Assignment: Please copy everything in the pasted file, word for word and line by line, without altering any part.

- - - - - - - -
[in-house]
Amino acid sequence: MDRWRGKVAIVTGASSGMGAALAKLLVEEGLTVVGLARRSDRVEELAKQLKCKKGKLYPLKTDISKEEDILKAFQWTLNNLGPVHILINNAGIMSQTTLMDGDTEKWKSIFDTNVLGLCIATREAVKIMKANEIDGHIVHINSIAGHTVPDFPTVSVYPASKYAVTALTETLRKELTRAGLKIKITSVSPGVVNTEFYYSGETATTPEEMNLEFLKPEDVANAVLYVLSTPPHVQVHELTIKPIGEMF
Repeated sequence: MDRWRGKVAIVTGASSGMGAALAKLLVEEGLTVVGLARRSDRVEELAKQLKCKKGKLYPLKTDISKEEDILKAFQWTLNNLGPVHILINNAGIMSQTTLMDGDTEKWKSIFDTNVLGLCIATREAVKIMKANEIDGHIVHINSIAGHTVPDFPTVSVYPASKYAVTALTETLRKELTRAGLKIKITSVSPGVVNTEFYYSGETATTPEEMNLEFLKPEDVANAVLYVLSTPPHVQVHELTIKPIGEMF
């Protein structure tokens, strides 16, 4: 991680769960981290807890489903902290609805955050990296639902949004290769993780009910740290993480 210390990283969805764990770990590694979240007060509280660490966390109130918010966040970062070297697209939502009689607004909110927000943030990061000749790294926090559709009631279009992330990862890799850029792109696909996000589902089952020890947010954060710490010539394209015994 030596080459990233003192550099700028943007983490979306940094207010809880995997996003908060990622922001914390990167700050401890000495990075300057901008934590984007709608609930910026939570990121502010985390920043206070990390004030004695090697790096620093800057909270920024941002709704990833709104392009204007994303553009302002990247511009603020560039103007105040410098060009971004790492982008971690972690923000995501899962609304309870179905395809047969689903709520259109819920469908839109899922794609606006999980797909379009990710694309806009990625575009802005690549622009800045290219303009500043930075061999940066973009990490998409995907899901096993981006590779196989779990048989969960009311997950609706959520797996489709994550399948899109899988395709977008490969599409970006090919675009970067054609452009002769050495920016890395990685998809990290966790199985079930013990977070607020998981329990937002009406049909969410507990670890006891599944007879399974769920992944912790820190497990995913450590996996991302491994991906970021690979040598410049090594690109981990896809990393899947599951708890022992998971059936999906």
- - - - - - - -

[in-house]
Amino acid sequence: MDRWRGKVAIVTGASSGMGAALAKLLVEEGLTVVGLARRSDRVEELAKQLKCKKGKLYPLKTDISKEEDILKAFQWTLNNLGPVHILINNAGIMSQTTLMDGDTEKWKSIFDTNVLGLCIATREAVKIMKANEIDGHIVHINSIAGHTVPDFPTVSVYPASKYAVTALTETLRKELTRAGLKIKITSVSPGVVNTEFYYSGETATTPEEMNLEFLKPEDVANAVLYVLSTPPHVQVHELTIKPIGEMF
Repeated sequence: MDRWRGKVAIVTGASSGMGAALAKLLVEEGLTVVGLARRSDRVEELAKQLKCKKGKLYPLKTDISKEEDILKAFQWTLNNLGPVHILINNAGIMSQTTLMDGDTEKWKSIFDTNVLGLCIATREAVKIMKANEIDGHIVHINSIAGHTVPDFPTVSVYPASKYAVTALTETLRKELTRAGLKIKITSVSPGVVNTEFYYSGETATTPEEMNLEFLKPEDVANAVLYVLSTPPHVQVHELTIKPIGEMF
């Protein structure tokens, strides 16, 4: 991680769960981290807890489903902290609805955050990296639902949004290769993780009910740290993480 210390990283969805764990770990590694979240007060509280660490966390109130918010966040970062070297697209939502009689607004909110927000943030990061000749790294926090559709009631279009992330990862890799850029792109696909996000589902089952020890947010954060710490010539394209015994 030596080459990233003192550099700028943007983490979306940094207010809880995997996003908060990622922001914390990167700050401890000495990075300057901008934590984007709608609930910026939570990121502010985390920043206070990390004030004695090697790096620093800057909270920024941002709704990833709104392009204007994303553009302002990247511009603020560039103007105040410098060009971004790492982008971690972690923000995501899962609304309870179905395809047969689903709520259109819920469908839109899922794609606006999980797909379009990710694309806009990625575009802005690549622009800045290219303009500043930075061999940066973009990490998409995907899901096993981006590779196989779990048989969960009311997950609706959520797996489709994550399948899109899988395709977008490969599409970006090919675009970067054609452009002769050495920016890395990685998809990290966790199985079930013990977070607020998981329990937002009406049909969410507990670890006891599944007879399974769920992944912790820190497990995913450590996996991302491994991906970021690979040598410049090594690109981990896809990393899947599951708890022992998971059936999906």